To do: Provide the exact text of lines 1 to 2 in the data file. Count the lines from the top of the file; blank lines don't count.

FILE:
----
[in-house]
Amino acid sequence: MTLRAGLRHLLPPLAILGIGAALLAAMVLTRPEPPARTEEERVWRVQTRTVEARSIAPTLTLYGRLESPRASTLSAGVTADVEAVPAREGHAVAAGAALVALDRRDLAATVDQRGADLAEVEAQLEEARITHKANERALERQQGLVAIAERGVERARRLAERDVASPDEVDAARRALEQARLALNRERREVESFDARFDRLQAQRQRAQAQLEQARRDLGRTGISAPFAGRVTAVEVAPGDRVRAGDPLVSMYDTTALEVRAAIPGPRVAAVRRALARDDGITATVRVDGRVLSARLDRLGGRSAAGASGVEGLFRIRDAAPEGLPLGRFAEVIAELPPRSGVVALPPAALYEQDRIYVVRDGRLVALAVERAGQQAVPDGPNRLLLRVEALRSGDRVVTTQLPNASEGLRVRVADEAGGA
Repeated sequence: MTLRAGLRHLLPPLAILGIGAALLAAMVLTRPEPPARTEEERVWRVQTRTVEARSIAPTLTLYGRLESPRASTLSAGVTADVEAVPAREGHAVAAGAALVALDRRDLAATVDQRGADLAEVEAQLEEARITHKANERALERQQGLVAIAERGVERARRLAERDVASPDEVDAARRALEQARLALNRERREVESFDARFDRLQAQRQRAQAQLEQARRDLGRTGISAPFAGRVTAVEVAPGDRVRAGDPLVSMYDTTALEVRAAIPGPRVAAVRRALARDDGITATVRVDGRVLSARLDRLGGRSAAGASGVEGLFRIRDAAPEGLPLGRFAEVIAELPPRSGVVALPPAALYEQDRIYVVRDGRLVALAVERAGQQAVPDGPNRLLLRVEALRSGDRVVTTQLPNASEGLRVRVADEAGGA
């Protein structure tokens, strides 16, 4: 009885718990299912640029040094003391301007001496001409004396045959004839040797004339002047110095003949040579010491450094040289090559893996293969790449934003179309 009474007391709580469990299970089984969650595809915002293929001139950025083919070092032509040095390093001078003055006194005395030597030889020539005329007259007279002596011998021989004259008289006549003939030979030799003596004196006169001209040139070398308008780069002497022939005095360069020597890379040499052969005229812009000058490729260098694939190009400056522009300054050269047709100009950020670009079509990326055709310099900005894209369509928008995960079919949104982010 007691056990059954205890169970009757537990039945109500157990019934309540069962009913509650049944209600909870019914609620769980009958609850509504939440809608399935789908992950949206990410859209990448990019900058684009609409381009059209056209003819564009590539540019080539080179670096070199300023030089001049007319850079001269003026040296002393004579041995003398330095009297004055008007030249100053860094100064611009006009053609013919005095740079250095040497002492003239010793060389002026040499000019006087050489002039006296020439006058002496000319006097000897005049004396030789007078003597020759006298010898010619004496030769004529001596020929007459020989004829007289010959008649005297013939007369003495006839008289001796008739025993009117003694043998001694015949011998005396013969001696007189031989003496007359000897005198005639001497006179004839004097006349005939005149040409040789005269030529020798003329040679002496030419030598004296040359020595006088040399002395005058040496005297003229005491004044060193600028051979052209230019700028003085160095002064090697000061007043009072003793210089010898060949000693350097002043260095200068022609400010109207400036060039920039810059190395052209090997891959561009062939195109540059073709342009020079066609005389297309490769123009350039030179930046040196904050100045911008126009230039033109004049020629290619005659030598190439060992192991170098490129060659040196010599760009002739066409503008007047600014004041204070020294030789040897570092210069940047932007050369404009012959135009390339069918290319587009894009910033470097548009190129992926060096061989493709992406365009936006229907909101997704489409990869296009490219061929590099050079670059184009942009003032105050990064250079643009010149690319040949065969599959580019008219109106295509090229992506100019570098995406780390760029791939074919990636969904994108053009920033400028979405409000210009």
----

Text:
[in-house]
Amino acid sequence: MTLRAGLRHLLPPLAILGIGAALLAAMVLTRPEPPARTEEERVWRVQTRTVEARSIAPTLTLYGRLESPRASTLSAGVTADVEAVPAREGHAVAAGAALVALDRRDLAATVDQRGADLAEVEAQLEEARITHKANERALERQQGLVAIAERGVERARRLAERDVASPDEVDAARRALEQARLALNRERREVESFDARFDRLQAQRQRAQAQLEQARRDLGRTGISAPFAGRVTAVEVAPGDRVRAGDPLVSMYDTTALEVRAAIPGPRVAAVRRALARDDGITATVRVDGRVLSARLDRLGGRSAAGASGVEGLFRIRDAAPEGLPLGRFAEVIAELPPRSGVVALPPAALYEQDRIYVVRDGRLVALAVERAGQQAVPDGPNRLLLRVEALRSGDRVVTTQLPNASEGLRVRVADEAGGA